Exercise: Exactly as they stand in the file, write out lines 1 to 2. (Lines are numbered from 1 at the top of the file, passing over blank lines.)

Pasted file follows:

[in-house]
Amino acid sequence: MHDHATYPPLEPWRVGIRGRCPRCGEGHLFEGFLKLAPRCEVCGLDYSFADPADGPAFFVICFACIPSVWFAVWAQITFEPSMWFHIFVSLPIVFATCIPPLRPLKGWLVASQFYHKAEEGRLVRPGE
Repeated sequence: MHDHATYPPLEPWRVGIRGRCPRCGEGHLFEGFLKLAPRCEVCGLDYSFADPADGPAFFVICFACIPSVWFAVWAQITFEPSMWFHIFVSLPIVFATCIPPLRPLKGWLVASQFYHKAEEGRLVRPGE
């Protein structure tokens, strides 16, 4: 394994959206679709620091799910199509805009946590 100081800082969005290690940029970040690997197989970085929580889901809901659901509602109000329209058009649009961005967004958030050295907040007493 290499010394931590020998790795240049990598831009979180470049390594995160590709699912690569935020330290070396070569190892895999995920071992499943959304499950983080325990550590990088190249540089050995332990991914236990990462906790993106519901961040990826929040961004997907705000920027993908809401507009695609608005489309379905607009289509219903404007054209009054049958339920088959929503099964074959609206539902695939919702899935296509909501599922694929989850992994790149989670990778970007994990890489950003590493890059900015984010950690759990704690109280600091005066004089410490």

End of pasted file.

[in-house]
Amino acid sequence: MHDHATYPPLEPWRVGIRGRCPRCGEGHLFEGFLKLAPRCEVCGLDYSFADPADGPAFFVICFACIPSVWFAVWAQITFEPSMWFHIFVSLPIVFATCIPPLRPLKGWLVASQFYHKAEEGRLVRPGE